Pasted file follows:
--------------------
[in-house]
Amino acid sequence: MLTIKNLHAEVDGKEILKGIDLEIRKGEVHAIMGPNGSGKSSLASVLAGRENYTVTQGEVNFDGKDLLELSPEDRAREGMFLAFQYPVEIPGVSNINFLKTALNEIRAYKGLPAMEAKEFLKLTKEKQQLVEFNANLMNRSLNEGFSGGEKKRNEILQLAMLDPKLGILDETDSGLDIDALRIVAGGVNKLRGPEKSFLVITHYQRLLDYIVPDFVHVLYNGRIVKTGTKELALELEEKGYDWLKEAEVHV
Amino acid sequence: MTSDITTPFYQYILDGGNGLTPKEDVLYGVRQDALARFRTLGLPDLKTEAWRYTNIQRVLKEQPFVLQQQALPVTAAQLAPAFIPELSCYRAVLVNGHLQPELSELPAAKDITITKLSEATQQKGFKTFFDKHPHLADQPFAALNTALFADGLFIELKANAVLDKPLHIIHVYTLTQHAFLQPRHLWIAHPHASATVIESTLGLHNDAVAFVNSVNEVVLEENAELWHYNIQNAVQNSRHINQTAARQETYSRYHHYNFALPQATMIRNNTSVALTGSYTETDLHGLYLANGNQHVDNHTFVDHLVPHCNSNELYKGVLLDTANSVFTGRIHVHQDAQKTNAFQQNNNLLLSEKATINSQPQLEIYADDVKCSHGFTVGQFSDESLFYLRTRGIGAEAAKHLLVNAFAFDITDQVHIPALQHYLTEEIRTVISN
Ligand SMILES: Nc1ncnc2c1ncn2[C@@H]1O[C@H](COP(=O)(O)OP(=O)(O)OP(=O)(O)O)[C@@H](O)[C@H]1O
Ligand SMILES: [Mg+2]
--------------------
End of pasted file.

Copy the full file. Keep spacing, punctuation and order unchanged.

[in-house]
Amino acid sequence: MLTIKNLHAEVDGKEILKGIDLEIRKGEVHAIMGPNGSGKSSLASVLAGRENYTVTQGEVNFDGKDLLELSPEDRAREGMFLAFQYPVEIPGVSNINFLKTALNEIRAYKGLPAMEAKEFLKLTKEKQQLVEFNANLMNRSLNEGFSGGEKKRNEILQLAMLDPKLGILDETDSGLDIDALRIVAGGVNKLRGPEKSFLVITHYQRLLDYIVPDFVHVLYNGRIVKTGTKELALELEEKGYDWLKEAEVHV
Amino acid sequence: MTSDITTPFYQYILDGGNGLTPKEDVLYGVRQDALARFRTLGLPDLKTEAWRYTNIQRVLKEQPFVLQQQALPVTAAQLAPAFIPELSCYRAVLVNGHLQPELSELPAAKDITITKLSEATQQKGFKTFFDKHPHLADQPFAALNTALFADGLFIELKANAVLDKPLHIIHVYTLTQHAFLQPRHLWIAHPHASATVIESTLGLHNDAVAFVNSVNEVVLEENAELWHYNIQNAVQNSRHINQTAARQETYSRYHHYNFALPQATMIRNNTSVALTGSYTETDLHGLYLANGNQHVDNHTFVDHLVPHCNSNELYKGVLLDTANSVFTGRIHVHQDAQKTNAFQQNNNLLLSEKATINSQPQLEIYADDVKCSHGFTVGQFSDESLFYLRTRGIGAEAAKHLLVNAFAFDITDQVHIPALQHYLTEEIRTVISN
Ligand SMILES: Nc1ncnc2c1ncn2[C@@H]1O[C@H](COP(=O)(O)OP(=O)(O)OP(=O)(O)O)[C@@H](O)[C@H]1O
Ligand SMILES: [Mg+2]